Review by Greg Neyman
First Published 2009
In an article on the Creation, Dinosaurs and the Flood website, young earth creation science advocate Charlie Liebert argues paleontologists have an active imagination in order to secure funding for their projects.1
Liebert claims that many new dinosaurs appear because of the funding issue. Announce a new species, get a grant, and continue with more research. He even mentions the movie Jurassic Park as proof that funding for paleontologists is based on new discoveries. While I agree that some of this is going on, in the long run, the process of peer review, where other scientists review the claims, will take care of erroneous claims. In addition, scientists are not stupid. If one finds a tyrannosaur bone, which is clearly from a tyrannosaur, he is not going to proclaim it as a new species. Once peer review hits, his embarrassment in the paleontological community would mean the end to any future funding. To be a new species, there must be something unique in the fossil that has not been seen in other species.
Interestingly, he mentions that in 1998, scientists announced the discovery of a new species, called Gigantosaurus, which Liebert claims was "very similar to a T-rex only somewhat larger." He suggests it should have beeh called "T-rex max." He claims a new name brings money. Finally, he states "There is more variety among the skulls of the different domestic dogs than there is between T-Rex and Gigantosaurus."
After getting over my initial reaction (laughter), I realized he had mis-spelled the new dinosaur's name. Gigantosaurus is a sauropod, a herbivorous dinosaur, whereas T-Rex is a carnivorous theropod. Actually, the dinosaur Liebert is referring to is "Giganotosaurus" (with an extra 'o' in the middle).
Giganotosaurus was a theropod, with major differences from T-rex. The brain was only half as big as T-rex, even though the mass of the dinosaur was greater. The teeth were shorter and narrower, and the skull was more slender. The tibia/femur ratio was also significantly different. The forearms of Giganotosaurus were longer, and contained six formidable claws, whereas the arms/claws of T-rex were practically useless in a fight. The antorbital fenestra are greatly larger in the Giganotosaurus verses the T-rex.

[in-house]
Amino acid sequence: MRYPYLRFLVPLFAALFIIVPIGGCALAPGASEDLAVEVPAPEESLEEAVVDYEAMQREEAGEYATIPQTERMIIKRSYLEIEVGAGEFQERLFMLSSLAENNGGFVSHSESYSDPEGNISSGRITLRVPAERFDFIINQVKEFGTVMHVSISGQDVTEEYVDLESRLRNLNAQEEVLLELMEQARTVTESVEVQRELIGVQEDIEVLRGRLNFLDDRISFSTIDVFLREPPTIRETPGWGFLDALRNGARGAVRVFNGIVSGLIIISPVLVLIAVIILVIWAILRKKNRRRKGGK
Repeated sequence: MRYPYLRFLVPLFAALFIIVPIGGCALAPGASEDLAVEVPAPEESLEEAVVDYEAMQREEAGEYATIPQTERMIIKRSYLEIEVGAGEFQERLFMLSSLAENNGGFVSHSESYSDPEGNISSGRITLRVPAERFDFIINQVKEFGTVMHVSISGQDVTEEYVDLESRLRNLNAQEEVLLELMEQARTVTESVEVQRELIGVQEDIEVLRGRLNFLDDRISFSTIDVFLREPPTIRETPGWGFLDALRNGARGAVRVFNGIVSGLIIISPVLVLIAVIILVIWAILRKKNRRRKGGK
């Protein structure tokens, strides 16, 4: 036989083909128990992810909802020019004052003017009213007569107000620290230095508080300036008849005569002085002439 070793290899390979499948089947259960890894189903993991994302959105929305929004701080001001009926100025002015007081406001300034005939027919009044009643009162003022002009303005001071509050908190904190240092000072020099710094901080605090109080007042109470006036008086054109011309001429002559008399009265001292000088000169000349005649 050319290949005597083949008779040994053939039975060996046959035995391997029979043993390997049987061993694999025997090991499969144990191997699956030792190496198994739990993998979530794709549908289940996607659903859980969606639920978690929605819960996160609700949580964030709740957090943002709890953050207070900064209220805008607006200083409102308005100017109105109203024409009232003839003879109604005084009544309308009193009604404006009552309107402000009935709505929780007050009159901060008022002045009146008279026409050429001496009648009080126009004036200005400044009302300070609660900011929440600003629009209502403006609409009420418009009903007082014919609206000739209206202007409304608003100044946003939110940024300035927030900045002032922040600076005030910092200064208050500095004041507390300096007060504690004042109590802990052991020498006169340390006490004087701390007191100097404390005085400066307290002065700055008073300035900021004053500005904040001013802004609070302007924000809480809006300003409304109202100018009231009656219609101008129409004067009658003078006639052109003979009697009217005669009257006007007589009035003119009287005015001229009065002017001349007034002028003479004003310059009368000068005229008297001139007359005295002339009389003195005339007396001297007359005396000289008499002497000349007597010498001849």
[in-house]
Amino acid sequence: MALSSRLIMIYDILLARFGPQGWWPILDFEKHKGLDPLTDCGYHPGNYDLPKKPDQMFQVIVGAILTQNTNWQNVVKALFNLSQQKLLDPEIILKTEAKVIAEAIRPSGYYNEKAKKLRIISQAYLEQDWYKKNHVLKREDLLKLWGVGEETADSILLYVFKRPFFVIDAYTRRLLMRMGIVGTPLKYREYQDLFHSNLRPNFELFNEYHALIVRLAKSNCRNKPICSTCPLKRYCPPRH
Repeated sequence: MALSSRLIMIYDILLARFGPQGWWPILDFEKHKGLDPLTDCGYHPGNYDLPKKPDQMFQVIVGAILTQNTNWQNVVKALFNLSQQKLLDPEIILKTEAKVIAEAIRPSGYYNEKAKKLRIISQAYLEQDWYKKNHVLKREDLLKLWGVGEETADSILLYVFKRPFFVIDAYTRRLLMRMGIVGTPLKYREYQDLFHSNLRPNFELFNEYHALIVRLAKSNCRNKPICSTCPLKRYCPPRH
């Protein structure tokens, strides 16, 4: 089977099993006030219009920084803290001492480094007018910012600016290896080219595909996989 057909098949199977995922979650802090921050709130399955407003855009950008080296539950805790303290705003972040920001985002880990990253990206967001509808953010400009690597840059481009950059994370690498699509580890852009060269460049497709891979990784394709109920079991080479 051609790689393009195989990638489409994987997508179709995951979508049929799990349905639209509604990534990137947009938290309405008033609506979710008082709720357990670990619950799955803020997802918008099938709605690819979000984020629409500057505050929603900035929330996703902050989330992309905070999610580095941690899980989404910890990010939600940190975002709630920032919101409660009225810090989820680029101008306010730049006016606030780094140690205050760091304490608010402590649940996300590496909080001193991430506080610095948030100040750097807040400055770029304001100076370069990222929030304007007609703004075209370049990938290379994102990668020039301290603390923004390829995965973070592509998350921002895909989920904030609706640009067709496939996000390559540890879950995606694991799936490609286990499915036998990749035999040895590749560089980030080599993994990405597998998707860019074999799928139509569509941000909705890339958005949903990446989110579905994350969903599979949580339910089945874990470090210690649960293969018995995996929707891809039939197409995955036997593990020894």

Fossils from Giganotosaurus date between 98 to 96 million years ago, whereas T-Rex did not come along until 28 million years later.
Finally, he lists 10 species that have very limited fossil evidence. I agree that many species have been named based on very little evidence, and in some cases, the announcement of new species should not have been made. However, as previously mentioned, scientists are careful to avoid embarrassment. There must have been something morphologically different in these scant fossil specimens to warrant calling it a new species. We will have to wait until further evidence is found to eliminate all doubt.
So, what does all this have to do with the age of the earth debate? Liebert, as a young earth creationist, is trying to cast doubt upon the findings of paleontologists. While I agree that skepticism should be used in the case of claims based on scant fossil evidence, such claims do not negate the findings of paleontology as a whole. There are still hundreds of fossil species of dinosaurs, many with complete skeletons, and they all date to more than 65 million years ago. Casting doubt upon a few findings does not negate the rest of the findings. We can rest assured that hundreds of dinosaur species lived millions of years ago.
1 Paleontology's Imagination, published on the web at http://www.sixdaycreation.com/facts/dinosaurs/sept98.html
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